“What we’re really looking at is the way the timbers were put together,” said Chuck Meide, Director of Archaeology. “The size of the timbers will give us some indication of the size of the vessel. The style of construction.”
The remains could be a shrimp boat, possibly from the early 1900s. Meide believes recent storms in the area helped Freidmann to make this discovery.
“A Nor’easter comes through rakes the coast you can see how the sand dune behind me is just like it’s been scooped away,” said Meide. “Unveiling this historic treasure that has been hidden for centuries. Exposed for the first time in years.”

Local and regional media interviewed the archaeologists throughout the day. There was a lot of interest in this shipwreck!
Jacksonville’s public television station, WJCT, has a story with a slideshow, along with an earlier story here:

Researchers say the shipwreck discovered on Ponte Vedra Beach this week has found it’s final resting place.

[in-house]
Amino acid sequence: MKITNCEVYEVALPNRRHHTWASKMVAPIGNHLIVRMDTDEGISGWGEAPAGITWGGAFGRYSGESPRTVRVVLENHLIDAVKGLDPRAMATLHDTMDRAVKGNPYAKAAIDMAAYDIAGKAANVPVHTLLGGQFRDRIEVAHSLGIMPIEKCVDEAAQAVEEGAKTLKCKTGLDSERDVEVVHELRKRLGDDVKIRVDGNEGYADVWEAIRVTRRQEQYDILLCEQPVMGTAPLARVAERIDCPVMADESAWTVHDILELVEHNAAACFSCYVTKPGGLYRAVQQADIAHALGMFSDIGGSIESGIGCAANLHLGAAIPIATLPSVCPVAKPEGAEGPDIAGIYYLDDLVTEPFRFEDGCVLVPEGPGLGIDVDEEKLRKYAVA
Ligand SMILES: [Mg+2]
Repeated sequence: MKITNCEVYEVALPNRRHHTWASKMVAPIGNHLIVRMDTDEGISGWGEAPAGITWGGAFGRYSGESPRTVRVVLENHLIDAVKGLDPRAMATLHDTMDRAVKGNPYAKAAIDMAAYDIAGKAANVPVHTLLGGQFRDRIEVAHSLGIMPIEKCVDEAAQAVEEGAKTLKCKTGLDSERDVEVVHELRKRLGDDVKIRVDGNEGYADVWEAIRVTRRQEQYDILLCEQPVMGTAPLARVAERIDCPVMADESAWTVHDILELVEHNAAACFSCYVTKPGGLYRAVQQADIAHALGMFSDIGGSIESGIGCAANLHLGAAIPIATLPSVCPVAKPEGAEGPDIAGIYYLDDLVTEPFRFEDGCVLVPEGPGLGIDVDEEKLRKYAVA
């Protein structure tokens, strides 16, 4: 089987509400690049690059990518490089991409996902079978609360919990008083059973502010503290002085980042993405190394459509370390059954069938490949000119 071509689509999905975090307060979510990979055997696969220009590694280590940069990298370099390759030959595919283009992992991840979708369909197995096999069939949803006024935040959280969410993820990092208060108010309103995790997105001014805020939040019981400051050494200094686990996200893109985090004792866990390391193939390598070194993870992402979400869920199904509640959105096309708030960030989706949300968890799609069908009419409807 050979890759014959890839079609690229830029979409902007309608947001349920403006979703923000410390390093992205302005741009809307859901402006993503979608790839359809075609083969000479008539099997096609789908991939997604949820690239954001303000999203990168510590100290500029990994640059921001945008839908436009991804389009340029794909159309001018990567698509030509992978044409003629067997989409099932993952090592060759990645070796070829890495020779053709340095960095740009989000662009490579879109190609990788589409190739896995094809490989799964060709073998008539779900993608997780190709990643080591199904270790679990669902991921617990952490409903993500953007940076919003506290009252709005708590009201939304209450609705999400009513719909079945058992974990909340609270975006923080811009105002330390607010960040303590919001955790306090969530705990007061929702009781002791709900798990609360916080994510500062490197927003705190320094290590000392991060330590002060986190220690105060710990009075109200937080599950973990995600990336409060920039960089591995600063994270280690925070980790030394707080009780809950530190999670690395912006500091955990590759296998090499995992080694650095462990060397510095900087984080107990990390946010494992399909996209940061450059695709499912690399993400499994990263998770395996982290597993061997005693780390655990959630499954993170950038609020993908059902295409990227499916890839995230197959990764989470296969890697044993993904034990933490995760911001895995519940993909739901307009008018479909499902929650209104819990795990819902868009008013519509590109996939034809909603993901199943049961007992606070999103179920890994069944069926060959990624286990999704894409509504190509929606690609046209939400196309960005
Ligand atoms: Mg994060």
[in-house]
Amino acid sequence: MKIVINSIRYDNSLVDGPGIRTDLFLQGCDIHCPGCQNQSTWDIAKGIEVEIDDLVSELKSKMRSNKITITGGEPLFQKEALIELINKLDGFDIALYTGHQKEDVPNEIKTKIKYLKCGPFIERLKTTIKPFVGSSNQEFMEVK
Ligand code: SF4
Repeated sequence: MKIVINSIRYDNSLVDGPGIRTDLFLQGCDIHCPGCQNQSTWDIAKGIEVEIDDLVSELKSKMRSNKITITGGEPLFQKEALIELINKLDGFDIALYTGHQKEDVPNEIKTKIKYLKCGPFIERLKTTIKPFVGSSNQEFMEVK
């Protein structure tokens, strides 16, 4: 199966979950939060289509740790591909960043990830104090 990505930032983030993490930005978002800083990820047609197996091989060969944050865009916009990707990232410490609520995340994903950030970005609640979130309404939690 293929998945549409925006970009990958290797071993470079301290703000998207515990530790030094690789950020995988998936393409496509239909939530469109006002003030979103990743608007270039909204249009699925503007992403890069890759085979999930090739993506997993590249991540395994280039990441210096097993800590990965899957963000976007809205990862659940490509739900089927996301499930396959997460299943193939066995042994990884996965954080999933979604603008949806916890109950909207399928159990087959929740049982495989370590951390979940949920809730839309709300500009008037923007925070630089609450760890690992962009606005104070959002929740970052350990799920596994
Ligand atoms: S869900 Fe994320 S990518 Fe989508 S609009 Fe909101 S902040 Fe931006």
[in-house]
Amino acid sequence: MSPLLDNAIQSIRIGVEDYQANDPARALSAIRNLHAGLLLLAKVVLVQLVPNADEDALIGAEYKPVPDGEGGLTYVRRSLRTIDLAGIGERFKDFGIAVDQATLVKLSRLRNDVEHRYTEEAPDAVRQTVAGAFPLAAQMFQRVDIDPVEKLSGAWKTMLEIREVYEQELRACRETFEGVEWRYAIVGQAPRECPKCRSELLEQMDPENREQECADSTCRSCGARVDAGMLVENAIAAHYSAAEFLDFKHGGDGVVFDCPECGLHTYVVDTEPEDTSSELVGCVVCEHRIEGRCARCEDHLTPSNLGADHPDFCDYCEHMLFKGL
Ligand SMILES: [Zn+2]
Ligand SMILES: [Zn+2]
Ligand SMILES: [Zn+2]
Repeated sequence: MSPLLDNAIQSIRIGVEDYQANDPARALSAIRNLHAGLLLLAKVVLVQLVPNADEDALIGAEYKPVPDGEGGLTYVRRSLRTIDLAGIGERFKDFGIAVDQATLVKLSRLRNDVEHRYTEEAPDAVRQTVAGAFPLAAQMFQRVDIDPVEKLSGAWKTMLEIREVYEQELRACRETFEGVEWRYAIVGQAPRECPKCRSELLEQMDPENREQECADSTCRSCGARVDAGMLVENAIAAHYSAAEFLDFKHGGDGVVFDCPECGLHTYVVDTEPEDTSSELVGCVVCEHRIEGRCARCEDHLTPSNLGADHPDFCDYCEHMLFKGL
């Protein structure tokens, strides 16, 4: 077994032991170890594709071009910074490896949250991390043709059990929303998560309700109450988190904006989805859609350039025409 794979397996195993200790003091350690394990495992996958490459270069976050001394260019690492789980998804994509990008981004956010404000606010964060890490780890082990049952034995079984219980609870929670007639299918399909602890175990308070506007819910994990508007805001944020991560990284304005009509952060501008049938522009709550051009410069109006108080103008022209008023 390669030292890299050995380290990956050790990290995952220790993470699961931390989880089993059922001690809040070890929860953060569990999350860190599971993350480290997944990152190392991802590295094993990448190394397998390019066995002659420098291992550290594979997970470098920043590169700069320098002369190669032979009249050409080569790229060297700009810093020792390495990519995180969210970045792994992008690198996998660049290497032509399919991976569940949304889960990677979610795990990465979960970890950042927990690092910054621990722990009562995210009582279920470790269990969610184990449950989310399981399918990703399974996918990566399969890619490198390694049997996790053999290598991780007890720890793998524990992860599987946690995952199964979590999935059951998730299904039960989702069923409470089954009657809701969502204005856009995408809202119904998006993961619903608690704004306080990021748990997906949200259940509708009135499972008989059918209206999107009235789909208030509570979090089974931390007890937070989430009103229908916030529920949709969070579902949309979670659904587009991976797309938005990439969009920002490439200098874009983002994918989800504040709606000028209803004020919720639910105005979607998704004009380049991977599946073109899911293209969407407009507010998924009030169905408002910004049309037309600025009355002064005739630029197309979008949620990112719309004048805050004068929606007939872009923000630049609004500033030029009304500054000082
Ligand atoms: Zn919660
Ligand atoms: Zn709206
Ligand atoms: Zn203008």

Chuck Meide, director of archeology at the St. Augustine’s Lighthouse Archeological Maritime Program told reporters at the wreck site this afternoon that after researchers take a close look at the remains and measure them they will rebury the ship . . .
Meide said returning the wreck to the earth is the safest place it could be.
About 15 feet of the ship’s ribs and keel were uncovered during the nor’easter that blew through the region this week. Researchers have been on the scene since Thursday.

Jacksonville’s Fox/CBS affiliate, Channel 30/Channel 47 ActionJax News did a live interview and a broadcast news story, and though I couldn’t find the story on their webpage, their video was reproduced on the Orlando Sentinel‘s page. This story was also picked up by Fort Lauderdale’s newspaper the Sun-Sentinel. Its great to see interest in our heritage across the entire state!
Our local National Public Radio station also broadcast a story on the investigation, though we don’t know if it is available online or not.
The story was also picked up by the Huffington Post website.